(Reuters) - Sentiment towards most emerging Asian currencies soured in the last two weeks as the U.S. dollar rallied on growing expectations that the Federal Reserve will hike interest rates later this year, a Reuters poll showed.

Investors were estimated to have reduced long positions on the Chinese yuan, the Indonesian rupiah, the Malaysian ringgit and the Thai baht, according to a poll of 12 analysts, traders and fund managers.

Last week, Fed Chair Janet Yellen said the central bank needs to continue gradual rate hikes despite broad uncertainty about the path of inflation.

Additionally, the Philadelphia Federal Reserve Bank President Patrick Harker said he still has "pencilled in" an interest rate hike in December, and three more rate hikes next year.

Mostly upbeat U.S. economic data and proposed tax reforms have added to the dollar's buoyancy. The greenback posted its best weekly rise of 2017 last week.

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For Asian currencies, bullish bets on the yuan fell to the lowest since April, weighed down by a series of weaker central bank fixings.

Traders believe Beijing has allowed the currency to soften in recent weeks amid worries that its recent sharp rise was starting to hurt China's export competitiveness. Recent gains in the dollar have also added pressure.

The sharp reversal has shaved the yuan's year-to-date gains against the greenback to around 4 percent, from 7.5 percent in early September, though most market watchers do not expect the central bank will allow it to weaken much further.[CNY/]

Meanwhile, bullishness on the rupiah has largely evaporated after unexpected back-to-back interest rate cuts by the central bank in August and September. Policymakers are struggling to boost the economic growth rate, which stalled at around 5 percent.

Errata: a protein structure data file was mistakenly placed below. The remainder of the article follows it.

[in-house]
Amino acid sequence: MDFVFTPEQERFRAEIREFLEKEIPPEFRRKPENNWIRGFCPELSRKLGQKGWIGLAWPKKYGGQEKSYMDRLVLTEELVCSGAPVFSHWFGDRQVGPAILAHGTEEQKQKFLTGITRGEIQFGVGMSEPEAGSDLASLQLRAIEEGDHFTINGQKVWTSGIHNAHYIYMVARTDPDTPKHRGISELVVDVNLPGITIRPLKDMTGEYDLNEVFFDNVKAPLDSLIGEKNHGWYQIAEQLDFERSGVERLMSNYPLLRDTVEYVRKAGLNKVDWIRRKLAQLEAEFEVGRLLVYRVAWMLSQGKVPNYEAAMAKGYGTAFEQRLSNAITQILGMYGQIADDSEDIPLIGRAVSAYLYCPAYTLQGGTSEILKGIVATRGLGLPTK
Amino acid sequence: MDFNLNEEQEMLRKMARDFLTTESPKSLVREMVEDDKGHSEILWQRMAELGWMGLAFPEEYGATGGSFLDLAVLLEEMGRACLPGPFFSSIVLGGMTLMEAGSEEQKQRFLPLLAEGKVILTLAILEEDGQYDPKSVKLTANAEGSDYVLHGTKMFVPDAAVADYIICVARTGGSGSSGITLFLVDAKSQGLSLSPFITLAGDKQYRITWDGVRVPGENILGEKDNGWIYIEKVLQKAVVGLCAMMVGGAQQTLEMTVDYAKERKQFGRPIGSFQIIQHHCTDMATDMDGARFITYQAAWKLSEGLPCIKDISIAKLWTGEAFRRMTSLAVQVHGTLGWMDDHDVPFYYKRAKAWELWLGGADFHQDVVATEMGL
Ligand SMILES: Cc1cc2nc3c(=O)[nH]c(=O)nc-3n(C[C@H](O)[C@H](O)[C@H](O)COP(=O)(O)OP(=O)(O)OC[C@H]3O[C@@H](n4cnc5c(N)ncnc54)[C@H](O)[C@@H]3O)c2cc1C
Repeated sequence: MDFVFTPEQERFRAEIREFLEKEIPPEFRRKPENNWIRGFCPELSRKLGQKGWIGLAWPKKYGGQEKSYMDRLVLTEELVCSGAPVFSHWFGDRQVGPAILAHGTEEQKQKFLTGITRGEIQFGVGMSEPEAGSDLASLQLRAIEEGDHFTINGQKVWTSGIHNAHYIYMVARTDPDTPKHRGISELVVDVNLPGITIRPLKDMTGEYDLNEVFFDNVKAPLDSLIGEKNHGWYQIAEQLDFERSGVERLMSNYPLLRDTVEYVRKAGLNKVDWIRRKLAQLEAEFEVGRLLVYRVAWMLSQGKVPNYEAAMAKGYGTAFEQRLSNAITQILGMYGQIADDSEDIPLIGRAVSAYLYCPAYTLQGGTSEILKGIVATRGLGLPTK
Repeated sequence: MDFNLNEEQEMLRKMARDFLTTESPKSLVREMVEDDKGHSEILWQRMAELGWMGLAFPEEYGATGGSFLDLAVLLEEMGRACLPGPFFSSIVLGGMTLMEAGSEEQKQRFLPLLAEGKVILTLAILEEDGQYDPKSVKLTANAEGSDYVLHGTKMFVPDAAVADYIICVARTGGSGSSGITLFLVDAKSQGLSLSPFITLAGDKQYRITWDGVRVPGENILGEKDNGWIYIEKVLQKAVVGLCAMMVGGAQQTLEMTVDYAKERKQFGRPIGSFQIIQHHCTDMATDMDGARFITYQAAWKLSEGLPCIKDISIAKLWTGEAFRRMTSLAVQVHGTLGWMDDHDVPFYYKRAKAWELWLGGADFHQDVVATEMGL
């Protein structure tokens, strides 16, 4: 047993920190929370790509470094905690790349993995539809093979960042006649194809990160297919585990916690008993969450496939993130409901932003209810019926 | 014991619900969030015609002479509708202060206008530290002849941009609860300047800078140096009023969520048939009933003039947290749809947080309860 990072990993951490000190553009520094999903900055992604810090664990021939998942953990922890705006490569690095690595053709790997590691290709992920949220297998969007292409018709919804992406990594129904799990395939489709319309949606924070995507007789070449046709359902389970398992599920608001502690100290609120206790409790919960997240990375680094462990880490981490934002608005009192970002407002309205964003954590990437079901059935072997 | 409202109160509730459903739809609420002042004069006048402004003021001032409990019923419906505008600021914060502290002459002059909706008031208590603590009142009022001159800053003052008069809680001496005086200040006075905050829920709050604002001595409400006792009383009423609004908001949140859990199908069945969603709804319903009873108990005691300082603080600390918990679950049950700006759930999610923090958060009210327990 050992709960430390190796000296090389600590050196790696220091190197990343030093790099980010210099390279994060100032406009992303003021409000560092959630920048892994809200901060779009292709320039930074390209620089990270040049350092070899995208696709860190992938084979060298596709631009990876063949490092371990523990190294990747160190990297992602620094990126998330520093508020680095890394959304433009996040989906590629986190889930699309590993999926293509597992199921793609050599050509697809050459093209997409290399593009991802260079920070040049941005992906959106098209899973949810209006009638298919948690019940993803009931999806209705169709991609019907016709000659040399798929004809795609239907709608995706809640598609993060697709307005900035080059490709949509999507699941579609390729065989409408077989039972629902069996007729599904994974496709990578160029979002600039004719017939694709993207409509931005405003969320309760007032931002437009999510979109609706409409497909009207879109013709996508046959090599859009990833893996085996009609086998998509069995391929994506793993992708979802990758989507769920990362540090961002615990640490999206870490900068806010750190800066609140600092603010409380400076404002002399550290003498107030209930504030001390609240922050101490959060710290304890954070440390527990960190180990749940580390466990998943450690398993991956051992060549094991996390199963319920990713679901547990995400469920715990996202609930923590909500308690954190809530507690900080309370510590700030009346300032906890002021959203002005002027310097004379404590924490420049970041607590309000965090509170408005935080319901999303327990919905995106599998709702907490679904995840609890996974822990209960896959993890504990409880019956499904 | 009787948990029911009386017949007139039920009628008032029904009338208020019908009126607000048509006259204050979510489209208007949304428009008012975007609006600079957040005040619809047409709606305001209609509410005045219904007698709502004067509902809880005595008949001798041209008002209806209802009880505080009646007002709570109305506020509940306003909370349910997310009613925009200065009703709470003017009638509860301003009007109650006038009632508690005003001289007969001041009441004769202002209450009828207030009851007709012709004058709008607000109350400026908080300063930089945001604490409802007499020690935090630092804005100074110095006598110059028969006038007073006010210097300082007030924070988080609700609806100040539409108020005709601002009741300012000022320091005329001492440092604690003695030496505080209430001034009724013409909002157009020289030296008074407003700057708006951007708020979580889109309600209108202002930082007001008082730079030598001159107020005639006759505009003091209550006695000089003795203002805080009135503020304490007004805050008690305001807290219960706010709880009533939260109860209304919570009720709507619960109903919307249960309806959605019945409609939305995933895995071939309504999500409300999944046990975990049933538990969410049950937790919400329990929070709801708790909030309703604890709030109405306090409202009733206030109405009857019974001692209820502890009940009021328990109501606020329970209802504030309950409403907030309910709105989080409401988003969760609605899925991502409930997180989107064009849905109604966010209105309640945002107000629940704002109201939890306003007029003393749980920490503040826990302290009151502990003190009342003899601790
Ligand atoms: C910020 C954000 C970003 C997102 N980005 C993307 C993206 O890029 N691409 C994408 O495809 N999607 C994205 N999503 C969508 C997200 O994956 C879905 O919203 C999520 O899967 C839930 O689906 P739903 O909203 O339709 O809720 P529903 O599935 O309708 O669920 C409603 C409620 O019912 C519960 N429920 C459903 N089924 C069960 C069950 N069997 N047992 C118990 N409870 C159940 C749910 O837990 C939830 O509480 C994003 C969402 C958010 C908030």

Long positions on the baht fell to their lowest since March.

The poll also showed market participants turned bearish on the Indian rupee for the first time in nearly nine months after economic growth unexpectedly cooled to its slowest pace in three years.

The Reserve Bank of India acknowledged the weaker outlook on Wednesday, cutting its end-March projection for gross value added - the indicator of economic growth it prefers - to 6.7 percent from its previous forecast of 7.3 percent.

In other currencies, investors increased short positions on the Korean won to their highest since January with continuing geopolitical tensions on the Korean Peninsula dampening risk appetite among investors in the region.

Last week, the won depreciated to its weakest level since July as North Korea's leader Kim Jong Un and U.S. President Donald Trump continued to exchange war-like threats and insults over the North's missile development programme.

South Korea believes the North could make further provocations in coming weeks.

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The Asian currency positioning poll is focused on what analysts and fund managers believe are the current market positions in nine Asian emerging market currencies: the Chinese yuan, South Korean won, Singapore dollar, Indonesian rupiah, Taiwan dollar, Indian rupee, Philippine peso, Malaysian ringgit and the Thai baht.

The poll uses estimates of net long or short positions on a scale of minus 3 to plus 3. A score of plus 3 indicates the market is significantly long U.S. dollars.

The figures include positions held through non-deliverable forwards (NDFs).

(Reporting By Shashwat Pradhan in Bengaluru; additional reporting by Chandini Monappa; Editing by Kim Coghill)